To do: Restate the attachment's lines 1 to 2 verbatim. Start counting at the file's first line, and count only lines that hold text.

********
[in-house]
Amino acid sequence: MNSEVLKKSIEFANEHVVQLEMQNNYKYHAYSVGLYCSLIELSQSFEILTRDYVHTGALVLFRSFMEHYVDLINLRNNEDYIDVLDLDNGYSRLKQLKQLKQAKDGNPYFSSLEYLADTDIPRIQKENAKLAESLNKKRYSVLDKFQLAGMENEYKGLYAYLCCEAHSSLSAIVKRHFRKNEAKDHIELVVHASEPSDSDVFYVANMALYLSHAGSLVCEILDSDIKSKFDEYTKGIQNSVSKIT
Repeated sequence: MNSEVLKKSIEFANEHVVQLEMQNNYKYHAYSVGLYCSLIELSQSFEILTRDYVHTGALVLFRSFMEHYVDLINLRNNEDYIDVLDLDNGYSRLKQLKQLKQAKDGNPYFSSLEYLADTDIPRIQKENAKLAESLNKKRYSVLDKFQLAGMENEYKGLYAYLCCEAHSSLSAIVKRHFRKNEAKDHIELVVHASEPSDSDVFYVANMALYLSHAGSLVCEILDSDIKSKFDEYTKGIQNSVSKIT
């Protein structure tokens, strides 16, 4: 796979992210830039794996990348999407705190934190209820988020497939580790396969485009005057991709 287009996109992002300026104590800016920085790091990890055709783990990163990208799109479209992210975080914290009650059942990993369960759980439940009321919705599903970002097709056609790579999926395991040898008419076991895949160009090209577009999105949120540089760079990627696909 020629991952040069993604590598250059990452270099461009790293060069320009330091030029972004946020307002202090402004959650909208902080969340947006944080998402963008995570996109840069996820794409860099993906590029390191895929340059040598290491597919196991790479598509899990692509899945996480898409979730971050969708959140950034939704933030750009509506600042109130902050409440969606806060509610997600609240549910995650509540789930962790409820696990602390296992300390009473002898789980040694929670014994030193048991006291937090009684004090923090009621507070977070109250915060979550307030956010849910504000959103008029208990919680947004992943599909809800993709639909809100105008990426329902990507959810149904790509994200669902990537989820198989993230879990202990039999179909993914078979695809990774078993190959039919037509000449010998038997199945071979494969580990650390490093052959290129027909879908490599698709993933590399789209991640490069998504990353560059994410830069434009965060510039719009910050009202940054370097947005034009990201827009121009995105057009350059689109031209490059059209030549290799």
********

[in-house]
Amino acid sequence: MNSEVLKKSIEFANEHVVQLEMQNNYKYHAYSVGLYCSLIELSQSFEILTRDYVHTGALVLFRSFMEHYVDLINLRNNEDYIDVLDLDNGYSRLKQLKQLKQAKDGNPYFSSLEYLADTDIPRIQKENAKLAESLNKKRYSVLDKFQLAGMENEYKGLYAYLCCEAHSSLSAIVKRHFRKNEAKDHIELVVHASEPSDSDVFYVANMALYLSHAGSLVCEILDSDIKSKFDEYTKGIQNSVSKIT